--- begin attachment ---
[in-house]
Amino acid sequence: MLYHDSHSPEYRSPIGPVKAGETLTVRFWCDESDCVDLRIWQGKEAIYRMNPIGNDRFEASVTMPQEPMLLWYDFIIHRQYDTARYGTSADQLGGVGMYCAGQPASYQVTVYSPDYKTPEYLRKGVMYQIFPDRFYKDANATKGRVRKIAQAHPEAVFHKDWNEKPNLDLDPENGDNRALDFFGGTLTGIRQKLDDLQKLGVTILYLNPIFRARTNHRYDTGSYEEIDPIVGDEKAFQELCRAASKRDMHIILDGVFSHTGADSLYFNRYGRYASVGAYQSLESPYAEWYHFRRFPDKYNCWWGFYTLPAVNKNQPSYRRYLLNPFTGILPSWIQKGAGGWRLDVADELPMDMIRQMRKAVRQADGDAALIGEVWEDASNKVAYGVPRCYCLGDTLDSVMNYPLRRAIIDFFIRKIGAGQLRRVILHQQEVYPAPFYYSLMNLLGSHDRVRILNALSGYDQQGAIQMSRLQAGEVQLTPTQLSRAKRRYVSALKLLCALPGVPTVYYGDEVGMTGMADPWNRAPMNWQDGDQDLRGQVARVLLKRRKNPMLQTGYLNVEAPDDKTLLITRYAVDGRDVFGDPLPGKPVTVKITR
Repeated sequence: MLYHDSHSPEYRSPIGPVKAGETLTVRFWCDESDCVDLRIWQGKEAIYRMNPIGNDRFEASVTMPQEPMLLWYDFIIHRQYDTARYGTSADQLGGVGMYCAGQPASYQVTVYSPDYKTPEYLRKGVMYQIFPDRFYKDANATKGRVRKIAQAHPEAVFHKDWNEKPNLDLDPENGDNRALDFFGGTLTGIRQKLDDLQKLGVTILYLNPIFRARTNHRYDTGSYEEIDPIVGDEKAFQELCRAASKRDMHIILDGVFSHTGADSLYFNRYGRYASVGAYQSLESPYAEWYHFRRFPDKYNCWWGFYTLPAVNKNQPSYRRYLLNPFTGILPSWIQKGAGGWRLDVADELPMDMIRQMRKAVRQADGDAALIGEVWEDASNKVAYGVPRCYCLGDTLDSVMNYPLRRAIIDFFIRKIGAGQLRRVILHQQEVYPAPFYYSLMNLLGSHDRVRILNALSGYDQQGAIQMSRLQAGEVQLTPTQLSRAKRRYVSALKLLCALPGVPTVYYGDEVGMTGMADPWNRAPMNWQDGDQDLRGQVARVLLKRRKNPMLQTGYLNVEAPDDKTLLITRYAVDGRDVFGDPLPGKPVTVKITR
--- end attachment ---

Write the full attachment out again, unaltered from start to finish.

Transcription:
[in-house]
Amino acid sequence: MLYHDSHSPEYRSPIGPVKAGETLTVRFWCDESDCVDLRIWQGKEAIYRMNPIGNDRFEASVTMPQEPMLLWYDFIIHRQYDTARYGTSADQLGGVGMYCAGQPASYQVTVYSPDYKTPEYLRKGVMYQIFPDRFYKDANATKGRVRKIAQAHPEAVFHKDWNEKPNLDLDPENGDNRALDFFGGTLTGIRQKLDDLQKLGVTILYLNPIFRARTNHRYDTGSYEEIDPIVGDEKAFQELCRAASKRDMHIILDGVFSHTGADSLYFNRYGRYASVGAYQSLESPYAEWYHFRRFPDKYNCWWGFYTLPAVNKNQPSYRRYLLNPFTGILPSWIQKGAGGWRLDVADELPMDMIRQMRKAVRQADGDAALIGEVWEDASNKVAYGVPRCYCLGDTLDSVMNYPLRRAIIDFFIRKIGAGQLRRVILHQQEVYPAPFYYSLMNLLGSHDRVRILNALSGYDQQGAIQMSRLQAGEVQLTPTQLSRAKRRYVSALKLLCALPGVPTVYYGDEVGMTGMADPWNRAPMNWQDGDQDLRGQVARVLLKRRKNPMLQTGYLNVEAPDDKTLLITRYAVDGRDVFGDPLPGKPVTVKITR
Repeated sequence: MLYHDSHSPEYRSPIGPVKAGETLTVRFWCDESDCVDLRIWQGKEAIYRMNPIGNDRFEASVTMPQEPMLLWYDFIIHRQYDTARYGTSADQLGGVGMYCAGQPASYQVTVYSPDYKTPEYLRKGVMYQIFPDRFYKDANATKGRVRKIAQAHPEAVFHKDWNEKPNLDLDPENGDNRALDFFGGTLTGIRQKLDDLQKLGVTILYLNPIFRARTNHRYDTGSYEEIDPIVGDEKAFQELCRAASKRDMHIILDGVFSHTGADSLYFNRYGRYASVGAYQSLESPYAEWYHFRRFPDKYNCWWGFYTLPAVNKNQPSYRRYLLNPFTGILPSWIQKGAGGWRLDVADELPMDMIRQMRKAVRQADGDAALIGEVWEDASNKVAYGVPRCYCLGDTLDSVMNYPLRRAIIDFFIRKIGAGQLRRVILHQQEVYPAPFYYSLMNLLGSHDRVRILNALSGYDQQGAIQMSRLQAGEVQLTPTQLSRAKRRYVSALKLLCALPGVPTVYYGDEVGMTGMADPWNRAPMNWQDGDQDLRGQVARVLLKRRKNPMLQTGYLNVEAPDDKTLLITRYAVDGRDVFGDPLPGKPVTVKITR